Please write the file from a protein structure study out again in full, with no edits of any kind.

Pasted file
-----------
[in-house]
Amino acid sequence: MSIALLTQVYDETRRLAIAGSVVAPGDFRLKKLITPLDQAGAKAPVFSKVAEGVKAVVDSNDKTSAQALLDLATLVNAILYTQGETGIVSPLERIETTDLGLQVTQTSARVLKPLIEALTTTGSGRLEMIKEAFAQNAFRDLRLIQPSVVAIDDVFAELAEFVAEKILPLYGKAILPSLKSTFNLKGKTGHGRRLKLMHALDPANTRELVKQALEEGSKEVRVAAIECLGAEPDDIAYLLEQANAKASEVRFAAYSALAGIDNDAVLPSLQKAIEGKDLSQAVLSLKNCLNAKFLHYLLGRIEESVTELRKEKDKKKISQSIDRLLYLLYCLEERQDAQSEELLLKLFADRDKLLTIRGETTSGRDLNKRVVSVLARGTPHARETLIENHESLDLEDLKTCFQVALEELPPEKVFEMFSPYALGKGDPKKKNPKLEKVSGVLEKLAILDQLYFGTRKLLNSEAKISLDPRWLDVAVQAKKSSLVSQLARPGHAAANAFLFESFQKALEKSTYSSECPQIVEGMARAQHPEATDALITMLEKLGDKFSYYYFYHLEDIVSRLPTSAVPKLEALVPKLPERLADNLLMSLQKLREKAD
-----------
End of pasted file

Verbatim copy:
[in-house]
Amino acid sequence: MSIALLTQVYDETRRLAIAGSVVAPGDFRLKKLITPLDQAGAKAPVFSKVAEGVKAVVDSNDKTSAQALLDLATLVNAILYTQGETGIVSPLERIETTDLGLQVTQTSARVLKPLIEALTTTGSGRLEMIKEAFAQNAFRDLRLIQPSVVAIDDVFAELAEFVAEKILPLYGKAILPSLKSTFNLKGKTGHGRRLKLMHALDPANTRELVKQALEEGSKEVRVAAIECLGAEPDDIAYLLEQANAKASEVRFAAYSALAGIDNDAVLPSLQKAIEGKDLSQAVLSLKNCLNAKFLHYLLGRIEESVTELRKEKDKKKISQSIDRLLYLLYCLEERQDAQSEELLLKLFADRDKLLTIRGETTSGRDLNKRVVSVLARGTPHARETLIENHESLDLEDLKTCFQVALEELPPEKVFEMFSPYALGKGDPKKKNPKLEKVSGVLEKLAILDQLYFGTRKLLNSEAKISLDPRWLDVAVQAKKSSLVSQLARPGHAAANAFLFESFQKALEKSTYSSECPQIVEGMARAQHPEATDALITMLEKLGDKFSYYYFYHLEDIVSRLPTSAVPKLEALVPKLPERLADNLLMSLQKLREKAD